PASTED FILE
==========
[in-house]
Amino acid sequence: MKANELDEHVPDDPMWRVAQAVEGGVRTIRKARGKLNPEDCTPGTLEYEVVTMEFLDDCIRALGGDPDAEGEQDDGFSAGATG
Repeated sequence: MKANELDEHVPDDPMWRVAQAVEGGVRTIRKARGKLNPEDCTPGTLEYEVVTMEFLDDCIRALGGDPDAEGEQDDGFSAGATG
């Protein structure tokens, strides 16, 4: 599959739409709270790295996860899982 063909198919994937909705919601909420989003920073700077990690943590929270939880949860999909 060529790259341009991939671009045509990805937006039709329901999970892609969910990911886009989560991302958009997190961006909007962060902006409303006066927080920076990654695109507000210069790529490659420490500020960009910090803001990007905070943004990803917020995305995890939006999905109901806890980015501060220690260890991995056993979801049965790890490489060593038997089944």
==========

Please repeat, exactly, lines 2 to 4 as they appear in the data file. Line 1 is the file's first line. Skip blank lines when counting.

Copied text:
Amino acid sequence: MKANELDEHVPDDPMWRVAQAVEGGVRTIRKARGKLNPEDCTPGTLEYEVVTMEFLDDCIRALGGDPDAEGEQDDGFSAGATG
Repeated sequence: MKANELDEHVPDDPMWRVAQAVEGGVRTIRKARGKLNPEDCTPGTLEYEVVTMEFLDDCIRALGGDPDAEGEQDDGFSAGATG
């Protein structure tokens, strides 16, 4: 599959739409709270790295996860899982 063909198919994937909705919601909420989003920073700077990690943590929270939880949860999909 060529790259341009991939671009045509990805937006039709329901999970892609969910990911886009989560991302958009997190961006909007962060902006409303006066927080920076990654695109507000210069790529490659420490500020960009910090803001990007905070943004990803917020995305995890939006999905109901806890980015501060220690260890991995056993979801049965790890490489060593038997089944």